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by Tim Neath 

Playing with Plastic Part 6 (2016) is another response to the Western from Tim Neath an artist who lives in the UK. Looking at the American Holocaust which is poorly depicted in the genre - the Myth of Conquest. The Native American is reduced to merely an obstacle to be overcome in the narratives. 2 dimensional characters who were rarely fleshed out for the audience to identify with, becoming the "other" to be feared, conquered and wiped out.

During my research I came across God Bless America (2011) a Wigwam motel was used as a location, which horrified me, concrete structures in the form of Wigwams, designed for white American families to stay in. The appropriation of the "others" culture stayed with me resulting in the use of the plastic non-pc Cowboy and Indian figures which have been in circulation since the 1950's, completely removing the historical context from which they are from. These brightly coloured figures allow children to create their own Western narratives influenced by film and parents who vicariously pass this culture onto their children.

The lack of history that is taught on the subject shows that the Holocaust have been brushed under the carpet in the States - each state deciding what they teach without Federal interference, history can and is being lost and blurred.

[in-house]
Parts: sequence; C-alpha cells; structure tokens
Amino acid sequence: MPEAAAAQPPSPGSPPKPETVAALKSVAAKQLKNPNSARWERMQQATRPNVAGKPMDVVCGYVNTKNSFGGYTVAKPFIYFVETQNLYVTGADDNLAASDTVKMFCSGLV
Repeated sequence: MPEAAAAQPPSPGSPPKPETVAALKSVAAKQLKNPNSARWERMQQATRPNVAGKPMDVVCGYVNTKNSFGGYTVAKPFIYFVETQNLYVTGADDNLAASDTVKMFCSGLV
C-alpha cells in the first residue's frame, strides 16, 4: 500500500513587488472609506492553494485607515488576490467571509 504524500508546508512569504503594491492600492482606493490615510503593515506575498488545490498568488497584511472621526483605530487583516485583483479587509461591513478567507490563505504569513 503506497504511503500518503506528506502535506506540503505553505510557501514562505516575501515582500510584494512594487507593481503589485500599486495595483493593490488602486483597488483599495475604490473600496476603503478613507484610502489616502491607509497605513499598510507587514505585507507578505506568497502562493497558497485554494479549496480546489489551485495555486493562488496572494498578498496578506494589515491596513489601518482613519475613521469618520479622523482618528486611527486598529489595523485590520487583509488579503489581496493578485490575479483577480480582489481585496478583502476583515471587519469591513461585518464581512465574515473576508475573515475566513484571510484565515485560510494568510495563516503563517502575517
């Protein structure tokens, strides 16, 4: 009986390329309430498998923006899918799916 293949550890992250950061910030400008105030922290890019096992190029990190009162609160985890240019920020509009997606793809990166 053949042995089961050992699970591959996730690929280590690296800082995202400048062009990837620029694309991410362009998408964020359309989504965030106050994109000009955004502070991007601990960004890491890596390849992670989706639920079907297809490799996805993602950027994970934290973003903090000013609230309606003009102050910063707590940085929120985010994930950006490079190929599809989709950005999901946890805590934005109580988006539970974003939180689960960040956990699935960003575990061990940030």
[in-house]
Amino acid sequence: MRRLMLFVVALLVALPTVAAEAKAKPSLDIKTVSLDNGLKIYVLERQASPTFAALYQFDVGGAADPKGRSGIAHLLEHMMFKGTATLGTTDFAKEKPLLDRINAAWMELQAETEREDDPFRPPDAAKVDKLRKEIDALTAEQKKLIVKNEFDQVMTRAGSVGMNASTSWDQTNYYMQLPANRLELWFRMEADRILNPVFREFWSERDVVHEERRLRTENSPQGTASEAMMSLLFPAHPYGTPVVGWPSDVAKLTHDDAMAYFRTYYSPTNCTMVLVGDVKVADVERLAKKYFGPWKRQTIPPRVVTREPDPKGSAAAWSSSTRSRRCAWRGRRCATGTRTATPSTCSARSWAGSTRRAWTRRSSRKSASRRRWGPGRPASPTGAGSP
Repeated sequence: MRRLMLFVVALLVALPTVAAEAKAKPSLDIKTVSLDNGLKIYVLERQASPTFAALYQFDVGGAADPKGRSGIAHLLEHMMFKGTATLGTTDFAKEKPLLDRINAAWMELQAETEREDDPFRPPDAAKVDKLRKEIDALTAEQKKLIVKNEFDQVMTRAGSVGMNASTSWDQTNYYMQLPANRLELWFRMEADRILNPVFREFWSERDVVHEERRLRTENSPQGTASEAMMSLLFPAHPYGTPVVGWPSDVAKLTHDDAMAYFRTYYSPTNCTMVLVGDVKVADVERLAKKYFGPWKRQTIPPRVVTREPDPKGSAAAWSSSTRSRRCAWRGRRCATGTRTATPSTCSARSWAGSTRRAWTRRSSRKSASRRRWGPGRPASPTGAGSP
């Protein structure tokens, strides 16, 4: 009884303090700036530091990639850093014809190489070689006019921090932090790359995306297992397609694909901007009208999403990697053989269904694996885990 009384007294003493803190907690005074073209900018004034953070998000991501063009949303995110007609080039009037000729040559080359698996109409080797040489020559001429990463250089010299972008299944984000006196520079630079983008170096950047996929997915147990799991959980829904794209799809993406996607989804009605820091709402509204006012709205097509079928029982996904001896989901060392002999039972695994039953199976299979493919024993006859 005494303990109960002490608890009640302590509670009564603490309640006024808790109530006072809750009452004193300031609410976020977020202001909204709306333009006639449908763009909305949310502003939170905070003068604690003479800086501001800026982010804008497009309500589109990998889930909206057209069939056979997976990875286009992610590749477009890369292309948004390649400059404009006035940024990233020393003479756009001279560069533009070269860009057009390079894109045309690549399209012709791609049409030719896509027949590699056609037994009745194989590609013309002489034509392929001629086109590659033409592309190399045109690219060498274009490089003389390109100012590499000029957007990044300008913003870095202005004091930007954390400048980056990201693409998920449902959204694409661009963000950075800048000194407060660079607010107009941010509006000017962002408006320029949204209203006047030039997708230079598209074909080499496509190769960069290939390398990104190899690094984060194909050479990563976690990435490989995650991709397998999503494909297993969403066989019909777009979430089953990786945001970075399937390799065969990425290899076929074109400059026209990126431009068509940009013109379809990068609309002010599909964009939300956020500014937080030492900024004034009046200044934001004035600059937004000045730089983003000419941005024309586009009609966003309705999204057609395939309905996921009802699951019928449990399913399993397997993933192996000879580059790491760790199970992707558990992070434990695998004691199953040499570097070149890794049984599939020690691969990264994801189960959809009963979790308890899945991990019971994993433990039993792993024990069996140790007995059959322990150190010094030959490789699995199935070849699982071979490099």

The combination of childs-play and loss of history allows Playing with Plastic to address this convenient memory loss using play to loosely look at historical events. Each colour becomes a nation, Red, Yellow, Dark and Light blue, and Green, each suffering in various ways from the White man as the myth of conquest is played out throughout the animation. The making of the work was inspired by opening sequence from Toy Story (1995) and the animation of the toy soldiers. Andy draws on cardboard boxes for scenery and animals. Inspiring the VHS boxes that I used as buildings in the model miniature set and expanding the playset language. The limited and playful animation of the soldiers informed the figures animation.

For the first time I successfully constructed teepees which are used throughout the piece. Playing with Plastic is my first extended animation, piecing vignettes into a larger narrative that looks at how through play you can find a more honest history through the figures which are essentially stereotypes.

Part 6 is the final part and culmination of the animation, all the colours/nations are living free of reservations. In 1919 the newly mechanised U.S. Army have been ordered into finally remove and relocate the Native Americans to a reservation. Pitting green soldiers against brightly coloured "Indians". Again underestimating the will of these free nations. The extended sequence was edited around the time of the peaceful protests at the North Dakota Pipeline which caused me some concern, wanting to reduce the violence to a minimum, showing the Native American to defending their land and not going on the attack as we have seen throughout cinematic history. These fictional and plastic nations stand their ground, refusing to be relocated after past events after past upheaval. Let me know if this is enough/too much or needs editing down.

Tim Neath is a visual artist based in Leicester’s cultural quarter, who responds to the ideas and imagery found within Hollywood/film. My creative output is mainly through models, photography, video and animation.